The Irish High Court has issued an injunction preventing a man from letting horses graze on land set to house a new data center in County Meath. It is the latest in a series of legal disputes on the land.

Local press including BreakingNews and the Irish Independent report the temporary High Court injunction restrains a neighbor from accessing or placing horses on the property – which is set to soon be handed over to EngineNode for a data center development.

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EngineNode's planned data center – EngineNode

Siblings Bernard, Lorcan, Nicola, and Patrica Ward, the owners of a 2.5-acre site known as the Bracetown in Clonee, filed the injunction against Mannix Coyne, who lives near the property.

The Wards have an agreement to sell the land to Enginenode for a long-planned data center on the site. But the family said Coyne – who is opposed to the development – had been placing his horses on the land without permission, and has alleged some sort of proprietary interest on the property.

The last in a series of grazing licenses granted to Coyne by the Wards expired in 2021, according to the family’s lawyer, but he has continued to place his horses on the land and refused to move them.

The Wards said they were concerned that the commercial arrangement for the sale of the lands may be at risk as they are due to hand over possession of the site later this month.

Counsel for the Wards, Stephen Moran, noted Coyne's actions may be linked to his opposition of the development, and said: "No credible basis has been offered by the defendant to show that he has any propriety claims to the lands."

The judge granted the temporary order prohibiting Coyne from entering into, accessing, or placing his animals on the property, and adjourned the matter to a date later this month.

Coyne had previously opposed the application for planning permission for the proposed data center. The Irish High Court dismissed Coyne’s attempt to block the development last year.

Coyne filed a lawsuit claiming An Bord Pleanála’s decision to allow the development was "flawed, invalid, and should be set aside," arguing it did not comply with planning regulations, the 2000 Planning and Development Act, the 2015 Climate Action and Low Carbon Development Act, the EU Directive on Environmental Impact Assessments, and the EU Habitats Directive. The lawsuit was dismissed on all grounds.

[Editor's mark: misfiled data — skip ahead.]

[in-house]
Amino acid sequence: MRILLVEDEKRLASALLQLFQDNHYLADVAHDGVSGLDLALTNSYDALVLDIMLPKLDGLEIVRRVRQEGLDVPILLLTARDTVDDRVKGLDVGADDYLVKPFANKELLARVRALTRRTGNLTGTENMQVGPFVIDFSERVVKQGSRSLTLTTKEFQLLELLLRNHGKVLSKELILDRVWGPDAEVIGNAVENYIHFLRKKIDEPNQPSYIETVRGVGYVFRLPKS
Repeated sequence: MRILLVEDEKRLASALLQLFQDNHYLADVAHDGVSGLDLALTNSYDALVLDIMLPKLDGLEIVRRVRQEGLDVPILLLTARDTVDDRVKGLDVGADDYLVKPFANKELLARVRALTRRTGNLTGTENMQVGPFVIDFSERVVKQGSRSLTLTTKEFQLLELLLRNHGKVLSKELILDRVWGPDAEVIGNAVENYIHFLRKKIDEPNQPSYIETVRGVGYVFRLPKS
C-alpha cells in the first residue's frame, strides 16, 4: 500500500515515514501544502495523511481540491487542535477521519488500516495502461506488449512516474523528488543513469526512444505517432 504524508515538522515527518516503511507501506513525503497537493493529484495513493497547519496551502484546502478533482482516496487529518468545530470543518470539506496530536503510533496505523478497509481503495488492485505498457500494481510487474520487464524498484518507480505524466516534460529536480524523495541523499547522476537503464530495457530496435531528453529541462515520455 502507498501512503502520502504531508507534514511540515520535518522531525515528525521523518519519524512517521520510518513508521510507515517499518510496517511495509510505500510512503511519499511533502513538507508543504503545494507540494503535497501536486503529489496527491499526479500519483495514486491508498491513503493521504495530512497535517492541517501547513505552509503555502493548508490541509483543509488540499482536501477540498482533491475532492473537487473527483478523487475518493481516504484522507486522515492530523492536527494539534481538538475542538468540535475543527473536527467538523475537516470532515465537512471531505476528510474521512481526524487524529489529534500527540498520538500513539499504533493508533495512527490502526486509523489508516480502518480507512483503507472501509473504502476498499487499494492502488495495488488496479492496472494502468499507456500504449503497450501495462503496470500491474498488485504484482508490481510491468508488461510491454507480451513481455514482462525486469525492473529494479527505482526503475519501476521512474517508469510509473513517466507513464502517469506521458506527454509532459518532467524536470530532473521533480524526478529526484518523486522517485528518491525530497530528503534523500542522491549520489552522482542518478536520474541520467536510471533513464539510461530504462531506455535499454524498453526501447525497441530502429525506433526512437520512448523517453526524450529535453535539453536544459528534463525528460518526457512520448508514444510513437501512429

Last year Coyne also separately filed to appeal against planning permission granted to an Amazon data center in Dublin.

Dublin-based EngineNode was founded in 2018 by Jason O'Conaill, Eir's former head of data centers and founder of Amazon Web Services Usergroup Ireland, and Ronan Kneafsey, a former managing director of telecoms and data centers at Eir.

The company first submitted plans to build four two-story data centers with a combined gross floor area of ~92,100 sqm (990,000 sq ft) and a substation on a 24.5-hectare site in 2019. The on-site "energy center’ has since been removed from the plans.

Meath County Council originally granted permission for the facility in 2022 on the condition the company pay €1.85 million ($2.1m) towards the new Bracetown Link Road, which it tried to challenge. Meath County's decision was also challenged by groups including An Taisce and Friends of the Irish Environment (FIE), who took the issue to An Bord Pleanála. However, these were all dismissed.

Around the same time, Facebook claimed EngineNode had tried to build on lands owned by the social media giant without permission. The social media company operates a data center in Clonee and said EngineNode’s proposed works included the provision of a roundabout and road through FB's lands without permission.

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